Just over three hundred miles to go before entering the Juan de Fuca Strait. The last few days have seen a lot of action. We had some beautiful sailing with fair winds, stars at night and sunshine by day.
On day 10 we found ourselves in the same spot of the Pacific Ocean as Kinetic V, this year's Vic-Maui winner. Quite amazing after so much time at sea to find ourselves in the same spot. They came buy to say hello at night before the disappeared again over the horizon.
We had almost three days of incredible spinnaker sailing. The winds were perfect and the waves small. Each day at 5:30 we get together for happy hour on deck. We have a drink, listen to some tunes and chat with the other crew. We run two watches and other than during the watch change we have little interaction with each other. Happy hour is a great time to exchange stories, share a laugh and unwind after a long day at sea.
One watch would then go down for a few hours of sleep while the other watch stays up and sails the boat. At night we work four hours on four hours off, while during day time we do six hour shifts. While we've now run out of fresh veggies we still have apples. Every other day we make fresh bread and bagels and a couple times we've baked brownies! We are quite blessed to have a few chefs on board churning out fantastic meal after meal.
Approaching the coast in a couple days, we are now shrouded in dense fog, so thick we can't see more than a boat length ahead. Our eyes are on the radar and we hope to get the sun back before too long. We estimate to be in Vancouver on August 17th, late in the afternoon.
As we are nearing the center of the great Pacific High, winds dropped and the engine ran for a few hours. Just as we got ready for a swim, the wind picked up unexpectedly. Sails go up and once again we are propelled by the wind alone! The sailing conditions have been perfect for almost 24 hours now: So close to the centre of the high, that is amazing! Frank was put on leave as everybody wanted to drive the boat.
Last night String Theory glided effortlessly under a star light sky, following the Milky Way north. Saturn and Mercury on our port side and Jupiter on the starboard we are slicing through the water leaving a sparkling wake behind.
Passing through 1,000 NM north of Maui and Eric's birthday was reason to celebrate and the crew was given double rations of rum during Captain's hour! For dinner we had salmon filet, roasted potatoes in a olive oil and balsamic sauce, sweet corn and Cesar salad! In lieu of a birthday cake we baked chocolate chip brownies.
On day 8 we still have fresh vegetables: Romaine salad kept really well in our fruit hammock. Tomatoes and Peppers are still going strong (no need for refrigeration). The bread did not get moldy and we will be using the last bit of it today. After that it will be wraps and fresh baked bread for the second half of the voyage.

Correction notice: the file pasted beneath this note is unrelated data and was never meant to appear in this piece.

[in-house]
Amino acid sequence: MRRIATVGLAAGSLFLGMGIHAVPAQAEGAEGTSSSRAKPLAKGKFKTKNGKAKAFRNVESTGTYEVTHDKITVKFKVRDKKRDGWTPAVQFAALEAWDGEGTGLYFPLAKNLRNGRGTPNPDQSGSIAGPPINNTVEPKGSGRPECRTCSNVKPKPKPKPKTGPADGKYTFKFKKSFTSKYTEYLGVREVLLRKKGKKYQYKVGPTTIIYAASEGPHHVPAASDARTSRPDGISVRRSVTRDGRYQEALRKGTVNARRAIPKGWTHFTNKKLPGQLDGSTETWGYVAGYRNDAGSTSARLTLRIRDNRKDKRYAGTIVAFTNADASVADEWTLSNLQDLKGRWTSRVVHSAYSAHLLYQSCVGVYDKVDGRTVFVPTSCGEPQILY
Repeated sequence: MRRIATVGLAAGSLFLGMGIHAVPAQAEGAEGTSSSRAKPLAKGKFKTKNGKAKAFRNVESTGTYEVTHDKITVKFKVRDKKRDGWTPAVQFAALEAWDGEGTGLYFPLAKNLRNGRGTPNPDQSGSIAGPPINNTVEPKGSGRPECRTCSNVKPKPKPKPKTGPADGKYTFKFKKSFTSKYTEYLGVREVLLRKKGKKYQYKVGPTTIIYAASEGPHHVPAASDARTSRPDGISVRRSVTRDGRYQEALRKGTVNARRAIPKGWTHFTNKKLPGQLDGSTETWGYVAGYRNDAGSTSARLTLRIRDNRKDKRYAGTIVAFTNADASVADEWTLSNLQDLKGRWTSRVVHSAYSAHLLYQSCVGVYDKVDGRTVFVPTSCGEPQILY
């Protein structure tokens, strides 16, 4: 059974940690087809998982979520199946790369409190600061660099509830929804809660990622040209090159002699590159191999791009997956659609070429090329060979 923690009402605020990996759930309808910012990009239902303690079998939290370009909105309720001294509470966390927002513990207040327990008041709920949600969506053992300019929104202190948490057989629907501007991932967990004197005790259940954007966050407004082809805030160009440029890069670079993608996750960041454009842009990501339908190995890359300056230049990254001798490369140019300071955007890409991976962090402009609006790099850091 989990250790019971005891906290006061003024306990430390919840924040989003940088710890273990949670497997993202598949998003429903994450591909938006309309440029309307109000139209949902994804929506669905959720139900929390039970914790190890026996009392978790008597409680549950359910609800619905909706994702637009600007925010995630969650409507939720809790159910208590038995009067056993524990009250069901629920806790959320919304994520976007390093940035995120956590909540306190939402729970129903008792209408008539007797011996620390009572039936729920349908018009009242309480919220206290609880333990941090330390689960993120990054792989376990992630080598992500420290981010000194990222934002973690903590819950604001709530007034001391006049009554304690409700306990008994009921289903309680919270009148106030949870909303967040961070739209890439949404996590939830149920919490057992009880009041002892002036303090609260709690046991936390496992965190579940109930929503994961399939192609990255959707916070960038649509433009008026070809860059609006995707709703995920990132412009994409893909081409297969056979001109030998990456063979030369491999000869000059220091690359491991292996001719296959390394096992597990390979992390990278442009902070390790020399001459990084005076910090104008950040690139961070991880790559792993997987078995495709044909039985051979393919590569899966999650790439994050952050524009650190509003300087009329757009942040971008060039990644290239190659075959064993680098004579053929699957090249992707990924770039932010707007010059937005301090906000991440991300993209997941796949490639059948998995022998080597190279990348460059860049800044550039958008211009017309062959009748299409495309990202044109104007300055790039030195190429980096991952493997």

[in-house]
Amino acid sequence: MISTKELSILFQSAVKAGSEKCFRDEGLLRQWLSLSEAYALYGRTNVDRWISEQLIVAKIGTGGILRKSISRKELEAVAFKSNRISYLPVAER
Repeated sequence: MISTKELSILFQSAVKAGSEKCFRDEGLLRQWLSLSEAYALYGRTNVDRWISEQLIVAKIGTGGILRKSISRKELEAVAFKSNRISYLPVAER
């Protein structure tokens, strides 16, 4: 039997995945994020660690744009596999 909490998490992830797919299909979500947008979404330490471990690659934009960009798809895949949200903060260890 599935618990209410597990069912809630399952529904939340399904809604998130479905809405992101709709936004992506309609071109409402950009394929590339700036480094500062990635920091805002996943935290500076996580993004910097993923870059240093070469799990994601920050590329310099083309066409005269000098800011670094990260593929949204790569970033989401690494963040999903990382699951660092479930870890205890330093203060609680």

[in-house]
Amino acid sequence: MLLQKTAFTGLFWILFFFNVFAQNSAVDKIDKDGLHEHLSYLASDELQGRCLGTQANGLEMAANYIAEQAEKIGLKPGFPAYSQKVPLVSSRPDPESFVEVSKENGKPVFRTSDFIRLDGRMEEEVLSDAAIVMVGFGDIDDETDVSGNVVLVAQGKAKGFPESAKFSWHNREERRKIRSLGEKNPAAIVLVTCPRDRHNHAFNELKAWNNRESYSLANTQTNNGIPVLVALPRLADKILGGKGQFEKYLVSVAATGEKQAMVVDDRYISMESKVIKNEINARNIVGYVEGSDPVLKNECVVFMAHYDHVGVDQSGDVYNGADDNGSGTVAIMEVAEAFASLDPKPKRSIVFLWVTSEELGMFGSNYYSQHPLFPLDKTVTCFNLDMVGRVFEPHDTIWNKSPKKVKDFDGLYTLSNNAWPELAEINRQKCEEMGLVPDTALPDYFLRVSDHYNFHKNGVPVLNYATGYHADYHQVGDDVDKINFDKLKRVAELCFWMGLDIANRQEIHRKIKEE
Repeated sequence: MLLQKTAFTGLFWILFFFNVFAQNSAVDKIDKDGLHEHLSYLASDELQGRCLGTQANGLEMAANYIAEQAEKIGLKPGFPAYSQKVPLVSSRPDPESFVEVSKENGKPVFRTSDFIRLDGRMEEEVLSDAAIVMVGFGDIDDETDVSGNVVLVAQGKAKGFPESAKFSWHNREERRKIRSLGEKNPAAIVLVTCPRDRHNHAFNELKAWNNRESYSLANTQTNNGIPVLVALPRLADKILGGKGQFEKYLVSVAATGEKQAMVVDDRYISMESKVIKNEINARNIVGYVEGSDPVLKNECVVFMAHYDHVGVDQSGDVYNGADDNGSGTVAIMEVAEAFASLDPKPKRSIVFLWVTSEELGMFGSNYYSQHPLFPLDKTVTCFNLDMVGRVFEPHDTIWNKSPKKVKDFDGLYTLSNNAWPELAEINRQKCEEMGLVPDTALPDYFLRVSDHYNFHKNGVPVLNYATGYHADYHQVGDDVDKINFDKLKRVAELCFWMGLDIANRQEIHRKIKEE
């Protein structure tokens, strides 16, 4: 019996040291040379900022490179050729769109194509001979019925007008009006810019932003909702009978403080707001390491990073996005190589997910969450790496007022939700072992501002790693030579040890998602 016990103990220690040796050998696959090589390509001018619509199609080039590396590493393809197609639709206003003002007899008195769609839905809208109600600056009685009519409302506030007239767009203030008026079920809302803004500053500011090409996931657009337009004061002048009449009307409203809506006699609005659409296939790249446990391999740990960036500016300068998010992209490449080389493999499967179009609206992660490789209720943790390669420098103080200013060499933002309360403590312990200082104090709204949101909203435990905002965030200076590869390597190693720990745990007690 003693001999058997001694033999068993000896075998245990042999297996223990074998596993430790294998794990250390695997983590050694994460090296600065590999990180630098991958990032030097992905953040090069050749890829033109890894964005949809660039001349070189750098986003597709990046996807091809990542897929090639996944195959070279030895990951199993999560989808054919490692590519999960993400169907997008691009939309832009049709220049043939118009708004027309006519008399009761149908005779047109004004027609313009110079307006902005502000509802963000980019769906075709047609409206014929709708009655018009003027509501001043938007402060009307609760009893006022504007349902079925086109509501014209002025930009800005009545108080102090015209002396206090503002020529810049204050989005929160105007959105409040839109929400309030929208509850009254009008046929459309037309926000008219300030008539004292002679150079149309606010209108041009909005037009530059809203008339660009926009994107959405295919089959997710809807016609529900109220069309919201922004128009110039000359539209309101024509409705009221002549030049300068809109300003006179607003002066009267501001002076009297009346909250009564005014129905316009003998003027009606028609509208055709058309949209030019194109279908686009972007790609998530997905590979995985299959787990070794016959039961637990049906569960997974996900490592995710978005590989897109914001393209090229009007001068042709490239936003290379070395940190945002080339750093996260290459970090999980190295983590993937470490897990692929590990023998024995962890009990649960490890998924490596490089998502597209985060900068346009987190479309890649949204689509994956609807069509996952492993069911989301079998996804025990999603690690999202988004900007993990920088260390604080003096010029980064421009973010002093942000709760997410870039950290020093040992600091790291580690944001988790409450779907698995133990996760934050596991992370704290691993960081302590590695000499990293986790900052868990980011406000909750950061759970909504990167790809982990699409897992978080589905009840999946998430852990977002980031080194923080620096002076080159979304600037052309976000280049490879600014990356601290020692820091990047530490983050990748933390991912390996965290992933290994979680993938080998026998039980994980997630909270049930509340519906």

A bit of sail training today with crew over board practice and heavy weather sailing skills in rougher seas as a squall went through. Great fun, and the off watch must love us now for all the racket this caused below deck. Good times, half way point expected in the next 24 hrs. Team ST out.
After 5 days of beating into strong winds and boisterous seas, conditions eased off a bit. At 15 kts breeze, the boat is still doing a good 8 kts on course to Vancouver. Yesterday we rigged the monitor wind vane. This is a self steering device that keeps the boat on a set angle to the wind. It is an ingenious mechanical device the solely relies on wind power to steer the boat. It works so beautifully that we decided to give it a name: So now Frank is doing all the hard work while the crew is lounging on deck, enjoying a cold drink during happy hour or shooting the breeze.
The last few days saw some confusion around what's up for dinner: On the menu was Thai chicken, chicken ties and chicken pie. It all sounds much the same, especially when pronounced by a Swiss. Many laughs were had over whether we will prepare a "pot pie chicken Thai" or was it a "chicken Thai pie". Beer & GnT for happy hour. The fishing line was out yesterday but no luck yet.
To date this has been a much windier and wetter return from Maui to Vancouver than in previous years. Or is it just that I tend to forget that the first few days are always a hard slog into the wind, with spray flying over the deck, keeping the crew in the cockpit wet most of the time.
Luckily it was warm and getting into soggy, saltwater drenched cloths at the start of each to watch (shift) was not as bad as it sounds. Bear in mind, this boat was slimmed down to a "race machine" so no dodger or anything else that was not needed for the race team.
Crew is happy though and all systems are running in the green. A couple boats had to return to Hawaii either due to technical medical issues. One boat is still sorting out rig issues in Honolulu. We are now 800 NM north of Maui, about a third of the distance to Vancouver. Aloha!
Christof is the owner and operator of Simply Sailing. An enthusiastic sailor he loves to share his knowledge with other sailors.
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